This article was produced by Moody’s Analytics CRE
How, where, and why offices are used and designed has constantly evolved for over 100 years. Yet no era unearthed more questions than today’s post-COVID world as firms and employees try to navigate the transformed office landscape. We will break down some common questions employers have and our answers to them.
Today, workforces crave flexibility. To meet those needs, owners, lenders, and tenants must consider the entire building, the activity-based settings, and facility planning. Surrounding neighborhoods and amenities are now features of the workplace, not just the tenant-occupied space.
Workers today value a broader array of work settings, such as flexible space, as well as on-site and local amenities like gyms, green spaces, and more.
What will it take to bring workers back to the office?
For remote office workers who are still geographically able to commute to the office, it may take the combination of an attractive, optimized office environment and enhanced productivity from in-person interactions for certain office tasks. Owners and tenants directly benefit as well. Property owners may reap the most value for their buildings while tenants support their workforce to achieve those productivity gains.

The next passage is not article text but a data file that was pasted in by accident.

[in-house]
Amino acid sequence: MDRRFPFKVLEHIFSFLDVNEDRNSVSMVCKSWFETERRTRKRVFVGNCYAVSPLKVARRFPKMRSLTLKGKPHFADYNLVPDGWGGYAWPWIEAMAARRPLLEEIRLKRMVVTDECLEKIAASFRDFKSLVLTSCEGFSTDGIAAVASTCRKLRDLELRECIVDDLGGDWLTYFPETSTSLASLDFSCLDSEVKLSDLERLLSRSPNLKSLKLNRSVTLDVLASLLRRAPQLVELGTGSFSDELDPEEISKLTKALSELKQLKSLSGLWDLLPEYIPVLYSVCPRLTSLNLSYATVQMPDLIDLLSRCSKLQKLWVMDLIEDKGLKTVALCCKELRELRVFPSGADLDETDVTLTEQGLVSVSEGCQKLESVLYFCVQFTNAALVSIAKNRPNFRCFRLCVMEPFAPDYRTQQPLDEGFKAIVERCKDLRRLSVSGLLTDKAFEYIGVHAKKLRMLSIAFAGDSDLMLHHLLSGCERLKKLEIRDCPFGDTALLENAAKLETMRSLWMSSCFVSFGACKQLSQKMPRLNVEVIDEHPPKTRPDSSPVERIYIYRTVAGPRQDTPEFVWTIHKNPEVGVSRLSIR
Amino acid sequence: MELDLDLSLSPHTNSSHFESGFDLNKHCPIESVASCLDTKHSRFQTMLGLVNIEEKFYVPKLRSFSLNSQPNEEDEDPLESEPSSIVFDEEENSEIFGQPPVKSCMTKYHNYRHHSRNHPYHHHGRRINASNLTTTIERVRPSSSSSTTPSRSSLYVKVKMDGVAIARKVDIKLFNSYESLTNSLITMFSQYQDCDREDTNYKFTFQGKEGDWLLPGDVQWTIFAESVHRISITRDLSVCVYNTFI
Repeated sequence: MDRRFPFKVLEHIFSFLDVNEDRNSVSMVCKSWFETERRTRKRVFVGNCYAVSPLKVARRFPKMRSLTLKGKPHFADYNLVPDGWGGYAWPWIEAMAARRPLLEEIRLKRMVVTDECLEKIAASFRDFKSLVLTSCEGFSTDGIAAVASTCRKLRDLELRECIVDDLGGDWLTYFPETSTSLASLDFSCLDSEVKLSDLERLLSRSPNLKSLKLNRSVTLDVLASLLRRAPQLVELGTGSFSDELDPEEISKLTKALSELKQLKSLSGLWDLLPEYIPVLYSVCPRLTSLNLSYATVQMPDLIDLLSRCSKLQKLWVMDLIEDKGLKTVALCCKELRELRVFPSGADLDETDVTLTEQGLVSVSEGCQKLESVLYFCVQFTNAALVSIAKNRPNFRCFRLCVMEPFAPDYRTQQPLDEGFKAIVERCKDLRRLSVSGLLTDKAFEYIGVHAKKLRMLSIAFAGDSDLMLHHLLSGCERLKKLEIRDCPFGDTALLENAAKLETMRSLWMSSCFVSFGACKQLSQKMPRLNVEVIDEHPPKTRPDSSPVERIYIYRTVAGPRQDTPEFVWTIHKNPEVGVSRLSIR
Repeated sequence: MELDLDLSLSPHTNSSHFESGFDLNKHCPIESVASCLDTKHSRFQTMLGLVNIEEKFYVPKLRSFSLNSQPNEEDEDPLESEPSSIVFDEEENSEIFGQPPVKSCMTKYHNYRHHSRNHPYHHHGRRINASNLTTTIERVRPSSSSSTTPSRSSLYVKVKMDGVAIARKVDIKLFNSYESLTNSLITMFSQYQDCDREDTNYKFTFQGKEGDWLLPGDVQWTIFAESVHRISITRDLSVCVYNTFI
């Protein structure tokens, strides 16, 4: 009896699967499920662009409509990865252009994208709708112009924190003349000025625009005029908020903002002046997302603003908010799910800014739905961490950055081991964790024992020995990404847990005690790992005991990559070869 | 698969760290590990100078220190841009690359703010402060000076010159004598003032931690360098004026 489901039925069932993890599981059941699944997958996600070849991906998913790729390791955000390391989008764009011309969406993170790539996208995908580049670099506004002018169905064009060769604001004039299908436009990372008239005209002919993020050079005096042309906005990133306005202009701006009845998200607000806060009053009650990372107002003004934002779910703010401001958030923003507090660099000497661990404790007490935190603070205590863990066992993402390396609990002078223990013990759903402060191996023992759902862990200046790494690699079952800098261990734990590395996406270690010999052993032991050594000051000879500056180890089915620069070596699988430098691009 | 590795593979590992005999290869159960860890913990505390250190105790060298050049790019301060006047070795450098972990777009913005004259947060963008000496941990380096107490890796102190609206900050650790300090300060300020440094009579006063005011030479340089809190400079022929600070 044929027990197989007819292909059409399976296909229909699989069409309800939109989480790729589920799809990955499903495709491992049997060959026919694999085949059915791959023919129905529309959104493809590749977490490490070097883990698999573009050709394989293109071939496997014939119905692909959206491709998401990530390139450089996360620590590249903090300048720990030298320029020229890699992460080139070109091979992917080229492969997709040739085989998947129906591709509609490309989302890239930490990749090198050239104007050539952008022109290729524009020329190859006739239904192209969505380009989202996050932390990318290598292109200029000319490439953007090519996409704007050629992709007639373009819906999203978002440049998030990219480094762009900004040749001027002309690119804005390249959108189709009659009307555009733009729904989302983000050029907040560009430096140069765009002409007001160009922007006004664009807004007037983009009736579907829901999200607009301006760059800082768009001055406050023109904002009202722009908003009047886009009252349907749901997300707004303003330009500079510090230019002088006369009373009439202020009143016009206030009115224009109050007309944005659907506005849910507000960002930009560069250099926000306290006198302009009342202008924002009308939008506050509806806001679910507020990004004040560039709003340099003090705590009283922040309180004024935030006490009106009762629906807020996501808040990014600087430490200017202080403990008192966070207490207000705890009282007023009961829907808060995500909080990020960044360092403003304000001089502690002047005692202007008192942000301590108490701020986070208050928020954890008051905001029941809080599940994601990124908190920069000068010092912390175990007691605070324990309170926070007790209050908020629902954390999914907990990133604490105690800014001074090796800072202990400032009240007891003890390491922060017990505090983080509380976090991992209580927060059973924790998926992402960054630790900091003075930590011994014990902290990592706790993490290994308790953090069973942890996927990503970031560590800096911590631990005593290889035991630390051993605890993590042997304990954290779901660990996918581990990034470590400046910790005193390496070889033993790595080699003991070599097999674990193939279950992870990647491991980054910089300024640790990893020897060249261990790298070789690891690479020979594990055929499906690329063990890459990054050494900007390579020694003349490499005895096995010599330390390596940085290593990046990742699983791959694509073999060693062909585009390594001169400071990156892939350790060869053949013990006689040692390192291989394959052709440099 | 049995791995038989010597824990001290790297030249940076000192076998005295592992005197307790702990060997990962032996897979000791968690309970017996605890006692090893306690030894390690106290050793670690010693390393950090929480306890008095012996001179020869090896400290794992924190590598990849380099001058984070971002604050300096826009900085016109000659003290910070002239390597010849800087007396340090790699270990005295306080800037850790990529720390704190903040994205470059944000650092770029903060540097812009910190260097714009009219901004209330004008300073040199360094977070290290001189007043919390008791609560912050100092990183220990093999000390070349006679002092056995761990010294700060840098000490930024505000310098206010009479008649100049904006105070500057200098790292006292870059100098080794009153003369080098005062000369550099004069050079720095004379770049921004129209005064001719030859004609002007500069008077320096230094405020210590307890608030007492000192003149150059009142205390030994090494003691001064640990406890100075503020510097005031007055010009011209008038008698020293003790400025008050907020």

The need for offices will not go away as some might suggest. Instead, it will be reimagined for both productivity and adhering to new health and safety protocols. In fact, hundreds of companies are already rolling out new products to support healthy workplaces and better integrate buildings with public health policies. These enhancements alone will not draw employees back to the office but are a necessary first step to make employees feel safe and comfortable walking through the doors again.